Approximately 43 percent of all cervical cancers diagnosed are in women under the age of 45. Although the average age for women to develop cervical cancer is when they are in their 30's, unfortunately there are times when HPV (human papillomavirus) results in cervical cancer in even younger women in their 20's. In either case, with many women now putting off having children until a later age, either group can find themselves facing treatment which may put an end to their fertility.
While many physicians routinely perform a hysterectomy in cases of cervical cancer where appropriate, for many women there is another option and one which spares one’s fertility – the VRT or vaginal radical trachelectomy.
This procedure was introduced in the 1990’s by Dr. Daniel Dargent of Lyon, France. Other physicians, particularly those in the U.S., laughed at Dargent who is now seen as a hero, and despite 15 years of documentation regarding the procedure and the live births which have resulted, it is exceedingly difficult for a woman to find a doctor who is trained to perform this procedure.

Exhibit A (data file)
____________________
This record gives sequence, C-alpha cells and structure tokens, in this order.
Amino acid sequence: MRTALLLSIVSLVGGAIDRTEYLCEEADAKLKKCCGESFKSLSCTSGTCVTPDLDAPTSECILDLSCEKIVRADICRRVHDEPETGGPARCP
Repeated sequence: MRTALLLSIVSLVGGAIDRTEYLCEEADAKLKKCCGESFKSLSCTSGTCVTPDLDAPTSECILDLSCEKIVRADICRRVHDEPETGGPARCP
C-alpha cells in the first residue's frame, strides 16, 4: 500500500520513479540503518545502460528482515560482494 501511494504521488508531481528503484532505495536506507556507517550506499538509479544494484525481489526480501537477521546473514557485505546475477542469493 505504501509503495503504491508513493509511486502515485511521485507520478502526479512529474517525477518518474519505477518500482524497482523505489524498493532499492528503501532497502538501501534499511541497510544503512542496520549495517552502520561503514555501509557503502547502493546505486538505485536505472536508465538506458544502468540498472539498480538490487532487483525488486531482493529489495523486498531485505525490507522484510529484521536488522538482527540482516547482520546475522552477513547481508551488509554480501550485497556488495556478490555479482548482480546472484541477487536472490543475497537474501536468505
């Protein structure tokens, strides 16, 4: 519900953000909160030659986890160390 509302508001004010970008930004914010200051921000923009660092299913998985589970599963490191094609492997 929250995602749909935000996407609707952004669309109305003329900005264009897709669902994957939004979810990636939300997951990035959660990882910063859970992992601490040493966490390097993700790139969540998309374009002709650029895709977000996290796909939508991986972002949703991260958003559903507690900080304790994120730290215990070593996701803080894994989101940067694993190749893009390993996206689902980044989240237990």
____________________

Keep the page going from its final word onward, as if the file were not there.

According to Dr. Joel Sorosky, of the University of Iowa Hospitals and a member of the ACOG scientific program committee, of the cases of cervical cancer diagnosed each year, 70 to 75 percent are stage one lesions. Aside from the women in this group who are older and not concerned with fertility, a large percentage of these patients are good candidates and could benefit from the trachelectomy procedure.
The patient must meet certain criteria, part of which includes that there be no lymph node involvement and the likelihood of recurrence is small. In addition, delivery must be performed via a Caesarean section and there is an increased risk of miscarriage. However, for those desperate to have a family, it is worth the risk.
The procedure itself involves entrance through the vagina as opposed to the abdomen. Although it can be performed through abdominal incision the vaginal procedure reduces another potential site of infection post surgery. The cervix is totally removed along with a portion of the lower uterus and upper vagina.